The majorly large issue, is to understand what people actually need. The idea that Palantir is trying to solve is, “how can I store this information within a meaningful manner.” In the military context, often data looses it’s pedigree of – “where did I get this information from originally?” Moreover, from a technical perspective this can become an issue because, often one has these individualistic capabilities that work well and are useful, however they interact with data within a siloed manner. Through these individualistic tools, often there is an inability for full empowerment and interoperability of data in conjunction. This results in a majorly difficult atmosphere for deriving the true value from all data.
However, Doug describes how Palantir is onto some of the most valuable problems. The company is creating a platform that sits on top of all of the data sources collectively and within an interoperable manner. Palantir can interoperate the oldest systems from the 1950s, or the newest systems to date. This collectively is then normalised into an ontology for a contextual and pragmatic understanding.
The problem with conventional data systems is that, as described by Doug, the world is always changing. Often data points and things are not called the same as they were called 5 years ago. The point being is that, within a ridged schema, this becomes a technical challenge over time, and results in an ability for the best knowledge to be derived from data.
Doug expressed his view that enterprise software is very hard to make properly. Often there are many dependencies together, and when a change is made to the frontend, this has ripple effects for the entire data within the enterprise. This is where many companies fail within enterprise software creation.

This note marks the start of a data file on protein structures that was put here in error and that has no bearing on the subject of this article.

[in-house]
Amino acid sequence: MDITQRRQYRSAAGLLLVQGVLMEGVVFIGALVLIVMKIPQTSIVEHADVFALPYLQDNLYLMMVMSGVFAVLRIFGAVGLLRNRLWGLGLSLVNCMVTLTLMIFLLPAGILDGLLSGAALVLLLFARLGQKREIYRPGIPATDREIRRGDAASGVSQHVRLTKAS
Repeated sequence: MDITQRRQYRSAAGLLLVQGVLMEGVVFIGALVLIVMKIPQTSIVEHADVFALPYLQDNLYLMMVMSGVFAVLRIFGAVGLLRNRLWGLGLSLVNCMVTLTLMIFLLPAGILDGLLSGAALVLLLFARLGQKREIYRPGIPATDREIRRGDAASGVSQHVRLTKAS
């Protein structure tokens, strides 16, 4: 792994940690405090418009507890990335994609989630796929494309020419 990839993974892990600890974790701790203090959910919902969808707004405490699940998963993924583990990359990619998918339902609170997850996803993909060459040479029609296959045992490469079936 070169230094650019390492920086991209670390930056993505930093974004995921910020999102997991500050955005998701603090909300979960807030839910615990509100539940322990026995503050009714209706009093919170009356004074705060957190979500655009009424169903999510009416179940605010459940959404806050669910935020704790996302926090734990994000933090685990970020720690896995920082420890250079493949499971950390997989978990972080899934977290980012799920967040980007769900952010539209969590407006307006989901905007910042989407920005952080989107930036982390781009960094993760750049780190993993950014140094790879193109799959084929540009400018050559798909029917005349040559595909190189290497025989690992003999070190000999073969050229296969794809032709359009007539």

Check out the whole podcast here:
Challenges Of Modern Warfare:
The challenge of modern warfare is that: you are trying to make the best decisions as quick as you can. In theory, Doug explains how, one can wait 3 weeks and make a good decision – however often this time is not available within a military context.
Often you are trying to find the best solution given all of the constraints – sometimes you don’t understand the cost of one decision. It can be impossible to understand the risk because you are unable to understand the 3rd order impact of a risk.
Palantir however, is working currently on projects and has solutions that can understand the ripple effects of each solution.
This comes after news of Germany increasing their allocation of GDP spending towards military and software solutions. Investors have speculated over the likelihood that Palantir will engage within some of these contracts, and therefore will experiences more growth within the coming quarters.